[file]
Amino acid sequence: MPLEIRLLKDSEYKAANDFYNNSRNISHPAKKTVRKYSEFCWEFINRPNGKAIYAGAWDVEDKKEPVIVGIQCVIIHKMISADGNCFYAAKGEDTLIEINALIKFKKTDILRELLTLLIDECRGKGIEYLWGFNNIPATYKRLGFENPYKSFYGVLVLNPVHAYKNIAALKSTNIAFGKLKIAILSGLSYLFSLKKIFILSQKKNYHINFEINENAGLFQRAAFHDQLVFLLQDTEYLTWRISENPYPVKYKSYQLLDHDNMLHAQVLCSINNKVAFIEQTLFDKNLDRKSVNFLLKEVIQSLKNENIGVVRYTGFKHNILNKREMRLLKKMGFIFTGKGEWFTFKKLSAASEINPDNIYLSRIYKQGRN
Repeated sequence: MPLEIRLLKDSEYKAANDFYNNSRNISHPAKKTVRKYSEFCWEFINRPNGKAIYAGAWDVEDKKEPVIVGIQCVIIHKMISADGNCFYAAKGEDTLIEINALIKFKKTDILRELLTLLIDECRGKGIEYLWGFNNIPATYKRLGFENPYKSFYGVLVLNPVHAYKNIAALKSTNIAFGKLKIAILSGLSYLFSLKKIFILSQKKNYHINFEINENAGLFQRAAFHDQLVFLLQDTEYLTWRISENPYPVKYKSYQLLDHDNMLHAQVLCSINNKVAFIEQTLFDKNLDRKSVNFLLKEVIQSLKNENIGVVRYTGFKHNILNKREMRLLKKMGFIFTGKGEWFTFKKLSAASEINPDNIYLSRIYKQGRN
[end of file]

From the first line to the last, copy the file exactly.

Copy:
Amino acid sequence: MPLEIRLLKDSEYKAANDFYNNSRNISHPAKKTVRKYSEFCWEFINRPNGKAIYAGAWDVEDKKEPVIVGIQCVIIHKMISADGNCFYAAKGEDTLIEINALIKFKKTDILRELLTLLIDECRGKGIEYLWGFNNIPATYKRLGFENPYKSFYGVLVLNPVHAYKNIAALKSTNIAFGKLKIAILSGLSYLFSLKKIFILSQKKNYHINFEINENAGLFQRAAFHDQLVFLLQDTEYLTWRISENPYPVKYKSYQLLDHDNMLHAQVLCSINNKVAFIEQTLFDKNLDRKSVNFLLKEVIQSLKNENIGVVRYTGFKHNILNKREMRLLKKMGFIFTGKGEWFTFKKLSAASEINPDNIYLSRIYKQGRN
Repeated sequence: MPLEIRLLKDSEYKAANDFYNNSRNISHPAKKTVRKYSEFCWEFINRPNGKAIYAGAWDVEDKKEPVIVGIQCVIIHKMISADGNCFYAAKGEDTLIEINALIKFKKTDILRELLTLLIDECRGKGIEYLWGFNNIPATYKRLGFENPYKSFYGVLVLNPVHAYKNIAALKSTNIAFGKLKIAILSGLSYLFSLKKIFILSQKKNYHINFEINENAGLFQRAAFHDQLVFLLQDTEYLTWRISENPYPVKYKSYQLLDHDNMLHAQVLCSINNKVAFIEQTLFDKNLDRKSVNFLLKEVIQSLKNENIGVVRYTGFKHNILNKREMRLLKKMGFIFTGKGEWFTFKKLSAASEINPDNIYLSRIYKQGRN